News - 7th August 2018

Yoga for parkrunners

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All it takes is a quick internet search of “yoga for runners/walkers” to find a multitude of articles, guides and even videos about how practicing yoga is beneficial to runners and walkers.

In a recent parkrun UK newsletter, Intersport (one of parkrun UK’s partners) shared some great information we think will be useful to you, whether you’re an aspiring runner, running veteran or walker. Though the article is geared toward runners, all of the same information applies to walkers!

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How Yoga can support running training 

We are all guilty of bypassing stretching before or after a run – or at least not doing as much as we probably should. Yoga and running are very good friends, and we’re here to shed light on the benefits that yoga offers to runners. By integrating yoga into your routine, you will gain flexibility and strength, reduce the risk of injury and improve your overall running performance. The great thing is, it’s easy to do at home, in the garden, on the beach – or wherever you find yourself this summer! So down dog at the ready, read on…

Integrate yoga into your routine to improve your running training

Plenty of runners forego proper stretching to hit the road as soon as possible. A common mistake made by many, skipping your pre- and post-run stretching may seem like a good idea at the time, but could lead to injury in the future. Yoga is an excellent practice to bring that all-important stretch element back into your training and help keep your muscles flexible and strong.

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Why every runner should do yoga

Let’s face it, as much as we love lacing up our running shoes and hitting the road, adding new techniques to the routine can be a welcome change. Integrating yoga as a supplement to your running routine has great benefits.

Here are a few:

  • Yoga’s stretch element helps overcome muscle tightness. As all runners know, tight hamstrings and Achilles tendons can be a real challenge. Yoga can help lengthen these areas of the body with the result that potential injuries can be prevented. Added bonus: lengthening key areas such as these increases your stride length.
  • Practicing yoga also helps you tune into new muscles and muscle groups. This added muscle training will help support the predominant muscles you use while running.
  • Yoga trains your breathing which can increase lung capacity – and therefore endurance – during long-distance runs.
  • Yoga lengthens and strengthens muscles.
  • Yoga increases flexibility.

Recommended yoga poses for boosting flexibility and strength

If you have an urge to train but it is a rest day in your running schedule, yoga is a fantastic way to stay active while giving your tired muscles a break. We recommend trying these yoga poses for starters:

Downward dog: This pose stretches the hamstrings, Achilles tendon, plantar fascia of the feet, calves, spine, back muscles, shoulders and neck – to name a few.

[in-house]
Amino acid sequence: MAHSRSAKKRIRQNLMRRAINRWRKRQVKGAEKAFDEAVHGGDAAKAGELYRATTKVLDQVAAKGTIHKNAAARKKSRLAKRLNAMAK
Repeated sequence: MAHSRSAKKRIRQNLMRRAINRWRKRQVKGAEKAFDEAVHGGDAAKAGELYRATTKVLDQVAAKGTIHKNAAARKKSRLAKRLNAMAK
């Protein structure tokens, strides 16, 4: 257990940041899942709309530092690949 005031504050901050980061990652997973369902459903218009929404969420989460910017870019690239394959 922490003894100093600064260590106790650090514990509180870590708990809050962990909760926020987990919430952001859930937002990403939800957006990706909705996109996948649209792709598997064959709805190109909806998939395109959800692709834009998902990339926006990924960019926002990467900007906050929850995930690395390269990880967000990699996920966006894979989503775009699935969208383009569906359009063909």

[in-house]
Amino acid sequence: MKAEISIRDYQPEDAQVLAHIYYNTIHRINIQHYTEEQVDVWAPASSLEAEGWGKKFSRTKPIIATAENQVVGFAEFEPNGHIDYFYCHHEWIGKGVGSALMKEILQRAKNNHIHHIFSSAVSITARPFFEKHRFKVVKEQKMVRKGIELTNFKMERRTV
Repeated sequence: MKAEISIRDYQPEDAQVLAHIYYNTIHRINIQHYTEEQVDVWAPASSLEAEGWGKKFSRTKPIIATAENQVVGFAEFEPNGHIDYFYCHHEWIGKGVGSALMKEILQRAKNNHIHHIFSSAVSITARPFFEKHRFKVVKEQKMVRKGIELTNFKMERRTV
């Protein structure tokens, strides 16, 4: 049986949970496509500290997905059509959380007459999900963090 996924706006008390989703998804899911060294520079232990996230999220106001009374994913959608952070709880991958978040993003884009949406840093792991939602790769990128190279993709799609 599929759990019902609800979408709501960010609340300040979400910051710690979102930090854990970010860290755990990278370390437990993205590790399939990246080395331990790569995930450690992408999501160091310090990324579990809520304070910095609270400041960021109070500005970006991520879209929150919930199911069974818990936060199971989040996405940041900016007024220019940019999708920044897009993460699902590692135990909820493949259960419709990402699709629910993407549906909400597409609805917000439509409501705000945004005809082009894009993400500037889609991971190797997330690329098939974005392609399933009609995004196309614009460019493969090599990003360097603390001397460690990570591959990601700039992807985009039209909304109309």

Sun salutation: The sun salutation stretches and strengthens nearly every area of the body. It takes a few tries to master, but once you’ve got the hang of it the effects can be felt almost immediately. The rhythmic nature of this sequence also helps you focus on your breathing.

Forward folds: Forward folds are not only a great stretch for the legs, hips and lower back, they also activate the parasympathetic nervous system to help calm your mind and body while deepening your breath.

Yoga is an excellent complement to your running routine

If running is your #1 passion, you don’t need to swap your running shoes for a yoga mat. However, integrating some simple exercises into your routine will create tremendous benefits in your body for your upcoming runs. Namaste, parkrunners!

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If you’re interested in exploring yoga poses in a class setting, there may be an opportunity at the same park your local parkrun is held! Attending other events at your local park helps build community, spreads the word about parkrun (because we’re sure you’ll encourage the other folks at yoga class to come) and gives you even more opportunity to spend time engaging in healthy physical activity. We suggest inviting one of your fellow parkrunners (or two, or 10) to build on the friendships we see budding each Saturday morning.

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  • In Richmond, Virginia at Deep Run Park and in College Park, Maryland at Acredale Park (where parkrun starts and ends at each, free, seasonal yoga classes are held directly following parkrun.
  • If you happen to run at Clermont Waterfront, that park hosts free Sunday Sunset Yoga in the fall and winter.
  • Jamaica Pond, which currently hosts the only weekly parkrun in the Boston area, also hosts weekly free yoga sessions on Sundays, though theirs are throughout the summer and in the afternoon.
  • Magic Island Park in Charleston, West Virginia has free yoga two days a week in the mornings (and who wouldn’t want to spend as much time as possible in a place called “Magic Island”)?
  • The venues for Aspen and Anacostia parkruns also host yoga classes, although they aren’t free.

With a little bit of research you’re likely to find an option that works with your schedule and budget and you can see if yoga helps improve your next parkrun experience.

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